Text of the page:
MTChong
09-10-2008, 11:13 AM
***Interesting note*** I thought it was my serve that was causing the TE since I tend to serve on the faster side, but obviously when I was warming up for my match, I hadn't hit any serves yet and I felt the TE. So I did a little experiment. One day I played a match with a friend and just hit flat forehands... I still hit topspin on my 2HBH and I still served. I was able to play the entire match with no pain. A few day later I was hitting with a friend and proceeded to hit topspin forehands <BAM> I felt the pain immediately! So at least I have narrowed down the cause of my TE.


For me, it's primarily my serve. I can hit groundstrokes 3-4 days a week without any problems, but if I'm playing matches 3-4 days a week, my elbow will start to flare up. Additionally, I noticed that my forehand can aggravate it sometimes. I use a western grip and when I catch the ball late, it hurts my arm.

Is it the same for you?

blakesq
09-10-2008, 12:18 PM
How much does your racquet weigh? If it is a light racquet, change to a heavier, at least 12 oz racquet, or at least add lead tape to get the weight up. I switched from a light raquet to a heavier one, 12.1 oz strung, and my tennis elbow is much much better. Light raquets are horrible for tennis elbow. Good luck.


I developed really bad TE 3 years ago and had to stop playing for 18 months. Had MRI scans, cortisone, acupuncture, physio but none of these things seemed to really work (the cortisone injections were marginally OK for temporary relief, but became less effective as I had more of them). I was on the brink of surgery when it seemed to ease up and I changed racquets and startd playing again (not quite 100% right) but managed to get through playing 2 or 3 times a week without significant pain. A few weeks ago I was doing some painting and decorating round the house and also using a screwdriver for DIY jobs - and the blasted thing has come back again - BIG TIME! I'm now really fed up. So I have two questions: Has anyone had re-occuring TE and if so, is it usually worse 2nd time around? Also - something interesting has happened. I rested the elbow for a couple of weeks and it seemed to get worse - so I said 'stuff it' and played tennis through the pain - and the next day it got better (not great, but better). Why is this? It seems to me as if there's a level of tennis you can do with TE that may actually improve the condition - BUT if you overdo this (as I have) it all gets worse again. I'm really depressed -- it's a really horrible affliction and I'm so jealous of the people who have got rid of it in just a couple of months - mine lasted for years. Doh!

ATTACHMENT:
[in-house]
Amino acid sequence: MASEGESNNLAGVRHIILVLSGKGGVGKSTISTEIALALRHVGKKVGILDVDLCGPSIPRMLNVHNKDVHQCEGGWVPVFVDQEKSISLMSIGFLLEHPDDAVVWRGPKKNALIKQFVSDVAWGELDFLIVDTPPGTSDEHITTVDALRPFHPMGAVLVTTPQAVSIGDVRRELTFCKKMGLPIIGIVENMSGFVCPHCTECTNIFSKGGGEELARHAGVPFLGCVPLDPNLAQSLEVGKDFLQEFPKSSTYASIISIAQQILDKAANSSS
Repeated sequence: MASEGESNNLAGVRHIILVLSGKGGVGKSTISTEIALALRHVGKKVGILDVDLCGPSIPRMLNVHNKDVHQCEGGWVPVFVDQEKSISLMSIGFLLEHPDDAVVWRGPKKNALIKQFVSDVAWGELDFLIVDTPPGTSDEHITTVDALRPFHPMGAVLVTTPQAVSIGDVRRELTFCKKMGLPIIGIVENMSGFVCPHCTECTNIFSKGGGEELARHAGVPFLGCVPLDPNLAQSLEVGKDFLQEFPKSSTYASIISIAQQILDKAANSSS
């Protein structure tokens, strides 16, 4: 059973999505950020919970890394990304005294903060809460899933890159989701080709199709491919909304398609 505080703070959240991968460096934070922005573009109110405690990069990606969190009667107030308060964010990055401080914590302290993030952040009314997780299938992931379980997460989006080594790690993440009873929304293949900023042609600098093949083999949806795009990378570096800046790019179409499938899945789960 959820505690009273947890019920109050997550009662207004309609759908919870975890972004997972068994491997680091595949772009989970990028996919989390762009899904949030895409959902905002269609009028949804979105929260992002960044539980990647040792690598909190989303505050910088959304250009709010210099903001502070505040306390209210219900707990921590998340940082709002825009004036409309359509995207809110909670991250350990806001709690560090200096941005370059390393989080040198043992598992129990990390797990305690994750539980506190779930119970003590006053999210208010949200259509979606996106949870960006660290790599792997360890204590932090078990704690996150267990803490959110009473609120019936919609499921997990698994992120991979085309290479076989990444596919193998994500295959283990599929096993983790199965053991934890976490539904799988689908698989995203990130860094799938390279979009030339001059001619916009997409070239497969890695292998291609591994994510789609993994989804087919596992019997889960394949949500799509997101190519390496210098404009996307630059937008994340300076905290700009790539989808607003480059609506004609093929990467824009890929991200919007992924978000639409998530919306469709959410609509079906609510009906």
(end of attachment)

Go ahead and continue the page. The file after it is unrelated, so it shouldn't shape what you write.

tennisdad65
09-10-2008, 12:39 PM
I agree with Superstition above:
1) use natural gut
2) switch to a very flexible racquet (RA ~ 55 ) about 12-12.5 oz weight
3) use lower tensions in the 40s
4) use light balls
5) do not pronate excessively on serves
6) slice your backhand more rather than using topspin/flat backhand
7) switch your grip to a cushioned gel grip

I had to do all this to get rid of my TE in about 3 months. Completely gone now :).

TheJRK
09-10-2008, 01:38 PM
For me, it's primarily my serve. I can hit groundstrokes 3-4 days a week without any problems, but if I'm playing matches 3-4 days a week, my elbow will start to flare up. Additionally, I noticed that my forehand can aggravate it sometimes. I use a western grip and when I catch the ball late, it hurts my arm.

Is it the same for you?

Yes, I use a western grip (maybe even an extreme western) as well and I have a tendency to catch the ball late. I'm almost 100% sure that this the cause of my pain. Serving fast and pronating obviously doesn't help either but I can still get away with serving flat bombs for the most part.

Try it one day, just hit flat forehands and see how your arm feels.

MCN
09-11-2008, 01:44 AM